(related to Proposition: Prop. 9.33: Number whose Half is Odd is Even-Times Odd)

- For let the number $A$ have an odd half.
- I say that $A$ is an even-times-odd (number) only.

- In fact, (it is) clear that ($A$) is an even-times-odd (number).
- For its half, being odd, measures it an even number of times [Def. 7.9] .
- So I also say that (it is an even-times-odd number) only.
- For if $A$ is also an even-times-even (number) then it will be measured by an even (number) according to an even number [Def. 7.8] .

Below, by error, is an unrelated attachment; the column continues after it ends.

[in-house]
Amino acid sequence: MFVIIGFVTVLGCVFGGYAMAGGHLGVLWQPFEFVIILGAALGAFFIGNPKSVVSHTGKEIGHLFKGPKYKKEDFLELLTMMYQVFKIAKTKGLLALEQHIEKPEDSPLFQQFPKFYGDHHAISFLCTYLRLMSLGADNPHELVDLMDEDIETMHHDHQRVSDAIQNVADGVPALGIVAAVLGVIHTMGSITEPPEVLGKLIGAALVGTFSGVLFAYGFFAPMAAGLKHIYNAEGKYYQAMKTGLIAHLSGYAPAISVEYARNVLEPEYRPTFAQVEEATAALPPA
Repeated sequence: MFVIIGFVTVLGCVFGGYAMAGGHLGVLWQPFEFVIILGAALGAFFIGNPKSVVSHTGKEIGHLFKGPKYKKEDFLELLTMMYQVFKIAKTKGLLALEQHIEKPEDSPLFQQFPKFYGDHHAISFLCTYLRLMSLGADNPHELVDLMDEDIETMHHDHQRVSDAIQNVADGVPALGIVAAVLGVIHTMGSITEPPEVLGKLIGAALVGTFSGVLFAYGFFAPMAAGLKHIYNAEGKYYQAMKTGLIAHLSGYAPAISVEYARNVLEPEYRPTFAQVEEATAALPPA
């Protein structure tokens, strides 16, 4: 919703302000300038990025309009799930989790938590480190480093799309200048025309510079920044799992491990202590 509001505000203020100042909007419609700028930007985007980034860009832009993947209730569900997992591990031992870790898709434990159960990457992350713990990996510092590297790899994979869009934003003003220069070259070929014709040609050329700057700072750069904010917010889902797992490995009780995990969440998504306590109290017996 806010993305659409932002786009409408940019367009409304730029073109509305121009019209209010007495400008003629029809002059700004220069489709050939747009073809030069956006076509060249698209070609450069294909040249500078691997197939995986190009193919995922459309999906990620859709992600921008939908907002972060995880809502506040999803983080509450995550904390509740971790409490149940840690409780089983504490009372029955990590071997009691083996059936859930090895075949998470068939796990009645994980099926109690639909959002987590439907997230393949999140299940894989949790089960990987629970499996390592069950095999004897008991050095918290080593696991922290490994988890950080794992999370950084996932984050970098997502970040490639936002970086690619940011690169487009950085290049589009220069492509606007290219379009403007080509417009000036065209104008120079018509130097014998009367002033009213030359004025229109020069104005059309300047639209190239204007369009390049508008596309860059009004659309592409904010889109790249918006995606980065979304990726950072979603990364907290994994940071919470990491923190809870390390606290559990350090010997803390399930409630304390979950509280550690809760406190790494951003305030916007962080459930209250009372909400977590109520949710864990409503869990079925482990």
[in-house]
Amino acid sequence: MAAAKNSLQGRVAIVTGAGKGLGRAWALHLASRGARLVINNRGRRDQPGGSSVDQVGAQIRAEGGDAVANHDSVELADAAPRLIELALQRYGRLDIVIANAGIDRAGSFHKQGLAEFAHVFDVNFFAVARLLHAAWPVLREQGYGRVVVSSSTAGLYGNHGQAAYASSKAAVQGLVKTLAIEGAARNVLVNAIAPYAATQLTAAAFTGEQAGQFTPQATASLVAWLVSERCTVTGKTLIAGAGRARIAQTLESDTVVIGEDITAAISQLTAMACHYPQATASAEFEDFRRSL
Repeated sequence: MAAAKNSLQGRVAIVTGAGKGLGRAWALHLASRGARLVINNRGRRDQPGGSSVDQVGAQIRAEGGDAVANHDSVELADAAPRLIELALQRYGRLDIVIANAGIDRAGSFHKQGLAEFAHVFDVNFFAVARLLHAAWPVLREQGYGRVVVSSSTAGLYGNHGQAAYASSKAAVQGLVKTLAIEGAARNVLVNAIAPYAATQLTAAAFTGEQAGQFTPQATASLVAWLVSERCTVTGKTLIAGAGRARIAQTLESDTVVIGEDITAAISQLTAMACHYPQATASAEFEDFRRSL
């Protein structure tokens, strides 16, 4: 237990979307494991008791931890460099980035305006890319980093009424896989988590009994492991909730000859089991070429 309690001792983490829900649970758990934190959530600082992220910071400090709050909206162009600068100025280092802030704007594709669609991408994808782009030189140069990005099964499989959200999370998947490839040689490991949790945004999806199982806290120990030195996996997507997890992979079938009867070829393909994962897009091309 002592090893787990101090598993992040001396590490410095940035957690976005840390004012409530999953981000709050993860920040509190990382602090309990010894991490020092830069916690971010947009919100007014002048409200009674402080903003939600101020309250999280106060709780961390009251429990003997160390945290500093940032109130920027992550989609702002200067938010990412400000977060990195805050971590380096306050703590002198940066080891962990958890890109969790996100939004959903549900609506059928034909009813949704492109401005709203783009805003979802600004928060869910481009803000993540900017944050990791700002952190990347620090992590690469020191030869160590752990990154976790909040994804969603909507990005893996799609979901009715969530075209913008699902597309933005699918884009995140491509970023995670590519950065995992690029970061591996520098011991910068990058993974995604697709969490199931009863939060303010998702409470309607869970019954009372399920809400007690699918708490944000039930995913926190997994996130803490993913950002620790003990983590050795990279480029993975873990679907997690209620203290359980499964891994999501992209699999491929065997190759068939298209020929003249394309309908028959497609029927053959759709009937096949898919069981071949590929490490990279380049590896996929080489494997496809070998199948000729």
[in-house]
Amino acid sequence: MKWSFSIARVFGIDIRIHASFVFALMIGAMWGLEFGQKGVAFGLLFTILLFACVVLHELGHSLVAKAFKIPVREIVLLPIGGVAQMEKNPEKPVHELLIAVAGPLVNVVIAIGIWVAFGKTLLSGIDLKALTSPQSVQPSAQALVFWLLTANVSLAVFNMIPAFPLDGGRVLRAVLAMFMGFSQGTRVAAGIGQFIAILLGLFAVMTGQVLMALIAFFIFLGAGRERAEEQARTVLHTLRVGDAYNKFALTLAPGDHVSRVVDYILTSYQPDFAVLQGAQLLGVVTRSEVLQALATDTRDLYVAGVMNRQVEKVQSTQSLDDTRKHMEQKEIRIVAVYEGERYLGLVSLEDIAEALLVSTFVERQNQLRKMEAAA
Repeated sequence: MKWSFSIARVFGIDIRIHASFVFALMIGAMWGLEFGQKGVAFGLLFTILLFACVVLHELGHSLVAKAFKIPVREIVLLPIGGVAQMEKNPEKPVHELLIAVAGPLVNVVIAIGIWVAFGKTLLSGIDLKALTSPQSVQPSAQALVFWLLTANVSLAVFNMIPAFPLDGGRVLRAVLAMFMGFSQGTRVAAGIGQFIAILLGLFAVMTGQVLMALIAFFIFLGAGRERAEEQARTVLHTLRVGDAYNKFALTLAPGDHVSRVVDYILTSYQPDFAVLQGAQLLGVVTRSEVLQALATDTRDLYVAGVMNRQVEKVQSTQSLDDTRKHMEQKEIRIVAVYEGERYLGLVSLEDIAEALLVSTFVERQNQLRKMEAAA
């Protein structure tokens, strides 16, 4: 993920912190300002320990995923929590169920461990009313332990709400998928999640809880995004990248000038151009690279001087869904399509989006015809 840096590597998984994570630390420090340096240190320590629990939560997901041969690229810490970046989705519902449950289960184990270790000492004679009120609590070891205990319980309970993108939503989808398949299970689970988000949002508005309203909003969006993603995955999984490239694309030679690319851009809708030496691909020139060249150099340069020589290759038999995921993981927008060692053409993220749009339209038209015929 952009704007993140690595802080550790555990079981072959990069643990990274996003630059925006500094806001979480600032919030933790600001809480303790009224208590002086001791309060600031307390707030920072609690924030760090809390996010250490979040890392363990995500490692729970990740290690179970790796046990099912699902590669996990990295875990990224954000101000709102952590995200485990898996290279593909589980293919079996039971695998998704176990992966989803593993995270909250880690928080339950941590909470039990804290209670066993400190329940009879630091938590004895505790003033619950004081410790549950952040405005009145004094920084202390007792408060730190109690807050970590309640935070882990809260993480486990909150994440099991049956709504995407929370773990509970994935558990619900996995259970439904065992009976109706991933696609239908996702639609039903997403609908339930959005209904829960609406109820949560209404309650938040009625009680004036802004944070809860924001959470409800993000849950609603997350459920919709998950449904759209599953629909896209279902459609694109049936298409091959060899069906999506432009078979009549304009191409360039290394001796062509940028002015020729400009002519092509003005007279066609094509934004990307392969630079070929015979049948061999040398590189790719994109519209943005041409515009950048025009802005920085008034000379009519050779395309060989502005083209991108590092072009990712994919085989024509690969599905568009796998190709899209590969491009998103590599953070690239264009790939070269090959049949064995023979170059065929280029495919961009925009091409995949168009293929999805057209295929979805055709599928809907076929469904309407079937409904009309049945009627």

- Hence, its half will also be measured by an even number, (despite) being odd.
- The very thing is absurd.
- Thus, $A$ is an even-times-odd (number) only.
- (Which is) the very thing it was required to show.∎

**Fitzpatrick, Richard**: Euclid's "Elements of Geometry"